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God, Slaves, and Women in the Constitution

Discussion in 'OBOB General Politics Forum' started by Michie, Jul 12, 2011.

  1. Michie

    Michie Manipulation Resistance Team Supporter CF Ambassador

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    I really appreciated Bishop James Conley’s “On the Square” article yesterday, “America’s Atheocracy.” In fact, I like every bit of it, with the exception of one short paragraph:
    It is true: the Constitution that America’s founders would later draft makes no mention of God. It is also true that this Constitution denies full rights to slaves and women.
    As some of the commenters pointed out, the Constitution does make one mention of God, when it says, just at the end, after Article VII and before the signatures of the framers, that the work of its framing was done “in the Year of our Lord” 1787. It might be debated what significance to attach to this, but there it is.

    I want to take issue with the second sentence here. In fact, the Constitution does not deny any rights to women at all, and it is not really correct to say that it is responsible for the denial of rights to slaves, either.


    Continued- http://www.firstthings.com/blogs/firstthoughts/2011/07/05/god-slaves-and-women-in-the-constitution/
     
  2. Nietzscheiswrong

    Nietzscheiswrong Newbie

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    The bible (old testament) is against women and slaves not the country.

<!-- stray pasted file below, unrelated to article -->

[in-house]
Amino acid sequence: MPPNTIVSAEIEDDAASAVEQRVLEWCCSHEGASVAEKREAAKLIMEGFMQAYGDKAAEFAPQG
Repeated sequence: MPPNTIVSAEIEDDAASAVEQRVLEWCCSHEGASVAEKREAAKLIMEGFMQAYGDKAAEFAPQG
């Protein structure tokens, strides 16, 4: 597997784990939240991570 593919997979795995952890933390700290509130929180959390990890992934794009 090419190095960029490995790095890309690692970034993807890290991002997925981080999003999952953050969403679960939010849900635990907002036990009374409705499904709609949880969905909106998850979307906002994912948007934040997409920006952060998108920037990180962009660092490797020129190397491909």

3. AMDG

    AMDG Tenderized for Christ

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    I know. And we also know that without the Declaration of Independence (and the Federalist papers) there would *be* no Constitution and those do so give credit to God, our Creator. It's amazing what educators today try to get away with when they refuse to give God His just due. The fact is, our founders were religious men and Washington even said that this country could not stand without it too being moral and religious.
     
  4. Dark_Lite

    Dark_Lite Chewbacha

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    Not all of them were. Jefferson and Franklin were deists.
     
  5. Vendetta

    Vendetta Convert to the RCC

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    The real question is whether or not slavery is actually absolutely morally wrong.
     
  6. AMDG

    AMDG Tenderized for Christ

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    Good point. I think the slavery of back then is different. The reason I say so, is because Paul sent the runaway slave, Onesimus, back without a qualm in the world. IOW, just because a person's occupation was a slave, that didn't mean they were any less a fellow Christian, and just because someone had slaves that didn't mean that they were bad people.
     
  7. Vendetta

    Vendetta Convert to the RCC

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    Yes, slavery in antiquity was incredibly different from slavery in America.
     
  8. Michie

    Michie Manipulation Resistance Team Supporter CF Ambassador

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    Thomas Jefferson, author of the Declaration of Independence and third President of the United States, was characterized by some of his contemporaries as "the arch-apostle of the cause of irreligion and freethought."1 Even impartial historians are forced to conclude that he had "deistic leanings,"2 and that his friendship